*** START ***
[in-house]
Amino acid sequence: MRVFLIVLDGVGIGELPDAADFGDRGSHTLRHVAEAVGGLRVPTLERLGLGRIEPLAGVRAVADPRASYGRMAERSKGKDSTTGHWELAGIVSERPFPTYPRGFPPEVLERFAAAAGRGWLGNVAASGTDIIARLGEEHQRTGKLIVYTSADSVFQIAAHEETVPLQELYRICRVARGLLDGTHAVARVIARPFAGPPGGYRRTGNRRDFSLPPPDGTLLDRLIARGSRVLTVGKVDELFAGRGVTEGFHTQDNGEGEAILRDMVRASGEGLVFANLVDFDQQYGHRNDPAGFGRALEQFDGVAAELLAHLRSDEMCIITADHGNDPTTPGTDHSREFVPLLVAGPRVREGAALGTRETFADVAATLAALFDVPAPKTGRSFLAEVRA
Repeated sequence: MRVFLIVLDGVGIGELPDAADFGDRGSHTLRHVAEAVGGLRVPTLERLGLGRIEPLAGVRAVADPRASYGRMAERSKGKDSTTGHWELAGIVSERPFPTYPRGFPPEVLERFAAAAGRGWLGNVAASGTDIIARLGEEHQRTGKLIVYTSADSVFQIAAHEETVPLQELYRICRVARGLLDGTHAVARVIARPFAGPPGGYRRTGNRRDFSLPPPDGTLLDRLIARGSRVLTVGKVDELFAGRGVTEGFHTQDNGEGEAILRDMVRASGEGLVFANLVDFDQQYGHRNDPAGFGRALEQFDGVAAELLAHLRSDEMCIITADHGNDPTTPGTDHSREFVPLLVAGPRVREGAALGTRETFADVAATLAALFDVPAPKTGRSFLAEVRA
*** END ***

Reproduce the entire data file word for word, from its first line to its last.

[in-house]
Amino acid sequence: MRVFLIVLDGVGIGELPDAADFGDRGSHTLRHVAEAVGGLRVPTLERLGLGRIEPLAGVRAVADPRASYGRMAERSKGKDSTTGHWELAGIVSERPFPTYPRGFPPEVLERFAAAAGRGWLGNVAASGTDIIARLGEEHQRTGKLIVYTSADSVFQIAAHEETVPLQELYRICRVARGLLDGTHAVARVIARPFAGPPGGYRRTGNRRDFSLPPPDGTLLDRLIARGSRVLTVGKVDELFAGRGVTEGFHTQDNGEGEAILRDMVRASGEGLVFANLVDFDQQYGHRNDPAGFGRALEQFDGVAAELLAHLRSDEMCIITADHGNDPTTPGTDHSREFVPLLVAGPRVREGAALGTRETFADVAATLAALFDVPAPKTGRSFLAEVRA
Repeated sequence: MRVFLIVLDGVGIGELPDAADFGDRGSHTLRHVAEAVGGLRVPTLERLGLGRIEPLAGVRAVADPRASYGRMAERSKGKDSTTGHWELAGIVSERPFPTYPRGFPPEVLERFAAAAGRGWLGNVAASGTDIIARLGEEHQRTGKLIVYTSADSVFQIAAHEETVPLQELYRICRVARGLLDGTHAVARVIARPFAGPPGGYRRTGNRRDFSLPPPDGTLLDRLIARGSRVLTVGKVDELFAGRGVTEGFHTQDNGEGEAILRDMVRASGEGLVFANLVDFDQQYGHRNDPAGFGRALEQFDGVAAELLAHLRSDEMCIITADHGNDPTTPGTDHSREFVPLLVAGPRVREGAALGTRETFADVAATLAALFDVPAPKTGRSFLAEVRA